- The Washington Times - Thursday, January 27, 2005

TEL AVIV — Prime Minister Ariel Sharon yesterday praised Palestinian steps to contain attacks on Israel by militants and said he foresees a “historic breakthrough” in ending the four-year-old Palestinian uprising and restarting peace talks.

The remarks, the most upbeat by Mr. Sharon in recent memory, also confirmed that his government seeks to cooperate with the Palestinians on Israel’s planned withdrawal from the Gaza Strip, rather than pulling out unilaterally.

“We are monitoring recent developments in the Palestinian Authority with great interest, and it seems that there is a positive approach there regarding the war on terrorism and advancing the diplomatic process,” Mr. Sharon told a convention of building contractors in Tel Aviv.

“I believe that the conditions have been created which will enable us and the Palestinians to reach a historic breakthrough in relations between us, a breakthrough which would lead us towards quiet and security and — in the future — even the hoped-for peace.”

The statement came as aides to Mr. Sharon met Palestinian officials to prepare for a meeting with Palestinian Authority President Mahmoud Abbas — the first Israeli-Palestinian summit in 18 months.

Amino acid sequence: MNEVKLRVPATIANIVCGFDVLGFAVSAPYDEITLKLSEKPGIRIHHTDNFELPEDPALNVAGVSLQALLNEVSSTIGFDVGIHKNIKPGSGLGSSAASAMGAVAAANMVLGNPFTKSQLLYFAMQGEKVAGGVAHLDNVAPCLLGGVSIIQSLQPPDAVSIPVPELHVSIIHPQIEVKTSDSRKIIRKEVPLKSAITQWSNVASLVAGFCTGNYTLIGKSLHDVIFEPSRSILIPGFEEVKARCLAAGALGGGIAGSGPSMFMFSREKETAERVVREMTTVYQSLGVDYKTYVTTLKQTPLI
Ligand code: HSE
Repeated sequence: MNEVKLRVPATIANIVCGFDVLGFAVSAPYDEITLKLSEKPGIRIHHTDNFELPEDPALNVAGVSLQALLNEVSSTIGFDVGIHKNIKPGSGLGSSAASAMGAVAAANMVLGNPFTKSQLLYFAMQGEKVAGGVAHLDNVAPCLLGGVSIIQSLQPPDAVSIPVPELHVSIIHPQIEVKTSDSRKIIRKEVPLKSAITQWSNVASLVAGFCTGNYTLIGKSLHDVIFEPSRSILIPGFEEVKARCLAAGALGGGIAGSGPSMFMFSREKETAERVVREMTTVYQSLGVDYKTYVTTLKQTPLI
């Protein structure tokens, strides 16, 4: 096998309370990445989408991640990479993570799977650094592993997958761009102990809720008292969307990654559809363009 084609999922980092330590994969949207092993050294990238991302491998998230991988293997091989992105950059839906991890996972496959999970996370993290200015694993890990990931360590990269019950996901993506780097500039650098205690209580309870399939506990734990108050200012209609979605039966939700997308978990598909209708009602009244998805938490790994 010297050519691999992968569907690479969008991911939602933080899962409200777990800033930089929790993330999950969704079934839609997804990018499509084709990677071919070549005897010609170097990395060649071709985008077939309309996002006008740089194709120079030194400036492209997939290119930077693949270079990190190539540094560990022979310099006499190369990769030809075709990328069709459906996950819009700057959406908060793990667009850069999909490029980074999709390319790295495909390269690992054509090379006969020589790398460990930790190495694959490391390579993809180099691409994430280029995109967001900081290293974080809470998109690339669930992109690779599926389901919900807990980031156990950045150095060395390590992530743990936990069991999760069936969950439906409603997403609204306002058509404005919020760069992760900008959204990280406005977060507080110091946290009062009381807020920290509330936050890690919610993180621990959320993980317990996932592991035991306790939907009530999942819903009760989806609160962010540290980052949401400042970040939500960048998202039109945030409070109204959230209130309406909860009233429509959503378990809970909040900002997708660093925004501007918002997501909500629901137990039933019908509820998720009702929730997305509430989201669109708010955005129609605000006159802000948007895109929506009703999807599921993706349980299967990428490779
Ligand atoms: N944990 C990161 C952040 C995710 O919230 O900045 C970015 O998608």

Palestinian Prime Minister Ahmed Qureia yesterday issued a decree forbidding Palestinian civilians from carrying weapons in public, a nod toward Israel’s demand for the disarmament of militias.

Palestinian police officers also were expected to fan out in the southern Gaza Strip to protect Jewish settlements from attack, completing a deployment that began in northern Gaza a week ago.

Calm during the past week has been facilitated by an informal cease-fire among Palestinian militants, who are giving Mr. Abbas a month to get assurances from Israel that it will halt assassinations of Palestinian officials and intrusions into the West Bank and Gaza.

A leading member of Mr. Sharon’s Likud Party cautioned against too much optimism.

“I wouldn’t be so enthusiastic. The real test of [Mr. Abbas] is not enforcing a temporary cessation of violence, but disarming those terrorist militias,” said Yuval Steinitz, chairman of the parliament’s Foreign Affairs and Defense Committee.

“It is still extremely too early to say that we are having a historic opportunity for peace. Even with a serious cease-fire, there are gaps to be bridged. This is just the beginning of a very long process.”

Analysts said the optimism serves Mr. Sharon’s goal of building support for his plan to evacuate settlements in the Gaza Strip and northern West Bank.

By burnishing the Palestinians’ credentials as partners in the war on terrorism, Mr. Sharon is putting critics of the withdrawal in the position of being peace-process opponents, said Shmuel Bar, a Middle East specialist at the Interdisciplinary Center at Herzliya.

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